Spike Lee's take on the "Son of Sam" murders in New York City during the summer of 1977 centering on the residents of an Italian-American Northeast Bronx neighborhood who live in fear and distrust of one another.
This Spike Lee film examines the life of an aspiring actress in New York. She is upset by the treatment of women in the movie industry during one of her screen tests with 'QT'. Out of work ... See full summary »
Strike is a young city drug pusher under the tutelage of drug-lord Rodney Little, who, when not playing with model trains or drinking Moo for his ulcer, just likes to chill with his brothers near the benches outside the project houses. When a night man at a fast-food restaurant is found with four bullets in his body, Strike's older brother turns himself in as the killer. Det. Rocco Klein doesn't buy the story, however, and sets out to find the truth, and it seems that all the fingers point toward Strike & Rodney. Written by
Michael Silva <firstname.lastname@example.org>
The film's poster, designed by Art Sims, is an homage to the poster for Anatomy of a Murder (1959) which was designed by Saul Bass. Bass was not pleased with the poster and stated in an interview "when anyone steals something, they call it an 'homage'". See more »
After speaking with Det. Rocco Klein outside the police station, the shadows of the buildings change size, and the position of Rodney's car is different in each of the three shots showing Ronald approaching the car and getting on. See more »
Rocco Klein... Rocco Klein, you know, I've always wanted to ask you... you Italian, you a jew? I mean, what are you? You can't make up your mind?
Det. Rocco Klein:
Det. Rocco Klein:
I'm from the lost black tribe of Israel, the Yos.
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spike lee "joint"? police procedural? Clockers brings the best of both worlds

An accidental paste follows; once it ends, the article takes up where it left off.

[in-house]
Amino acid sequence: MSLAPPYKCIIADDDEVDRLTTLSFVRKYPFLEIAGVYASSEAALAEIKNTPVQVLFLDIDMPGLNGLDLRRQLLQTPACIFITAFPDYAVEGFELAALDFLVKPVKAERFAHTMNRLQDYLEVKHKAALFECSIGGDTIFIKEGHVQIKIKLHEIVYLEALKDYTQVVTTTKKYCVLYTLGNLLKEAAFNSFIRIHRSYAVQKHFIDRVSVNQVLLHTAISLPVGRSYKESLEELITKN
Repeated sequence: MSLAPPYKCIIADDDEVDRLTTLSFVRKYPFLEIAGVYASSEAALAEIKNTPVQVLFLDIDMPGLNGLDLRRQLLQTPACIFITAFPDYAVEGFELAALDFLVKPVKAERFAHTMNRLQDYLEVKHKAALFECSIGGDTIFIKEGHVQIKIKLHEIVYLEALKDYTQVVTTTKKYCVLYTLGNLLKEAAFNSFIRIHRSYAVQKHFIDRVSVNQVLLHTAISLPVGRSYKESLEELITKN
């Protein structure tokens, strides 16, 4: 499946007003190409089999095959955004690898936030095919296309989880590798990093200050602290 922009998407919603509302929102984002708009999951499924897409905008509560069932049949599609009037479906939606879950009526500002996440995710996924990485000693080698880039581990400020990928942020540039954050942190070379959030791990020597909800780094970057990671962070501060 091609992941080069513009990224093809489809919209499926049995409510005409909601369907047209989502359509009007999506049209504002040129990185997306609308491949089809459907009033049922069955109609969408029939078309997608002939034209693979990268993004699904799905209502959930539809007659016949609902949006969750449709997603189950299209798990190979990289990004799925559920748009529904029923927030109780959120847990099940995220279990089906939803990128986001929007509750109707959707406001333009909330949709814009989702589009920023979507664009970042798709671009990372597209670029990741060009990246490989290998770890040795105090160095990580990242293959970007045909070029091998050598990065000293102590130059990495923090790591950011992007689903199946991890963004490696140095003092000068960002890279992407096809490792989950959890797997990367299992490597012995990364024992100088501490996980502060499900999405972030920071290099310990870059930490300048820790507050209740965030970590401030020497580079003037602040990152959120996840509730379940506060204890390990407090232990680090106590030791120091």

When Spike Lee applies his formidable talents to a genre piece like Richard Price's best selling drug noir novel, "Clockers," you might wonder what kind of hybrid you'll get. Lee is justly famous for his incendiary agitprop films of ideas which dissect race relations and urban living, sometimes at the expense of cohesive storytelling; but working with source material as thought provoking a novel as "Clockers," which is set in Lee's home base of "Crooklyn," er, i mean Brooklyn, Spike finds the right mix of action, angst, and intellectualism for his strengths to shine. "Clockers" are petty drug dealers who work around the clock pushing their wares. When one turns up dead and a stand up citizen steps up to take the fall, a homicide detective begins unraveling the complex dynamics of life and dealing in the 'hood. Lee gets his usual gritty street landscape to work with and Price gets a director with a cinematic eye (thanks to standard Lee lens-er, Malik Hassan Sayeed)and a playwright's heart. Central character brothers Isaiah Washington and Mekhi Phifer (in his star making role) turn in complex credible performances but are easily outshone by the astonishingly strong acting out of Harvey Keitel, Delroy Lindo, Regina Taylor (who won awards for her work here), Keith David, and Lee regulars John Turturro and Thomas Byrd. Lindo is particularly impressive. This film may have been too gritty for general audiences with its brutal depiction of urban violence and emotional brutality. And it may have been a bit too stylized for the Saturday night drive-in set wanting a brainless shoot 'em up; but for those interested in quality film making on a hugely important issue that also functions as an engaging who done it, Spike Lee does it up royal in this, perhaps Lee's most, accessible film.
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